John watched his wife waddle her way inside the cabin. She was only a yearly visitor her, but she remembered every step as if it was only a few weeks ago. She even knew when to stoop forward to avoid hitting her head on the branches or the front door frame. John had been taken by her height since middle school, and all these years later the interested had never waned. Originally John was supposed to be paired with Edgar’s mother. John knew it was his responsibility to follow the path created for him, but felt an immense relief when she had broken away for good. John had always preferred Mrs. Loeber. Edgar’s mother was still involved with the family, as most members of the Florin clan had continued to carrying most of their traditions, but with members outside of their family who they married and later with, breed. John dropped the overnight bag in the bedroom and made his way into the kitchen of his cabin.
“Now, which pie is which,” Mrs. Loeber asked as John hugged her from behind, the top of his head just touching the top of her shoulder.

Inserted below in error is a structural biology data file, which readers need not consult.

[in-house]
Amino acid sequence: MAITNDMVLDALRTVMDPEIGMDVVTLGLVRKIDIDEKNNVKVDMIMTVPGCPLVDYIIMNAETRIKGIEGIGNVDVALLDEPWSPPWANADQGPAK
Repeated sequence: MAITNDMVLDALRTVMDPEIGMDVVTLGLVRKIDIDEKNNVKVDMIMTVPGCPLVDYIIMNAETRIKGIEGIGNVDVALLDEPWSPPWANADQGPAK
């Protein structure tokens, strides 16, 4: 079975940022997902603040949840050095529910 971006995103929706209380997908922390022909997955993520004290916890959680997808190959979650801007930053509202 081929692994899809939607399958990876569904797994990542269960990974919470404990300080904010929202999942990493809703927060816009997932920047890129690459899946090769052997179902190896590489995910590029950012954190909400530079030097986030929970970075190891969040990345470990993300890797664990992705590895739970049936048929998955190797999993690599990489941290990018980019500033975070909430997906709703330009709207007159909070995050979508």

“This is the Shepard’s Pie with ground beef, no scallions, and extra butter,” John said pointing to the pie on the left. “And this,” he continued walking around the front of Mrs. Loeber leaning into admire the pie on the right, “is the Shepard’s Pie with aged Native American boy approximately 16 years old, with no scallions or any extra butter.” Mrs. Loeber looked at her husband’s pie, “hence the Hummingbird symbol on top!” John detected the note of sadness in her voice.
“Yes,” he began and he reached under the sink, “but these are for you,” he continued as he procured a beautiful bouquet of flowers.
“You’re so sweet, Mr. Florin,” Mrs. Loeber said admiring her flowers, “you’re just so sweet.”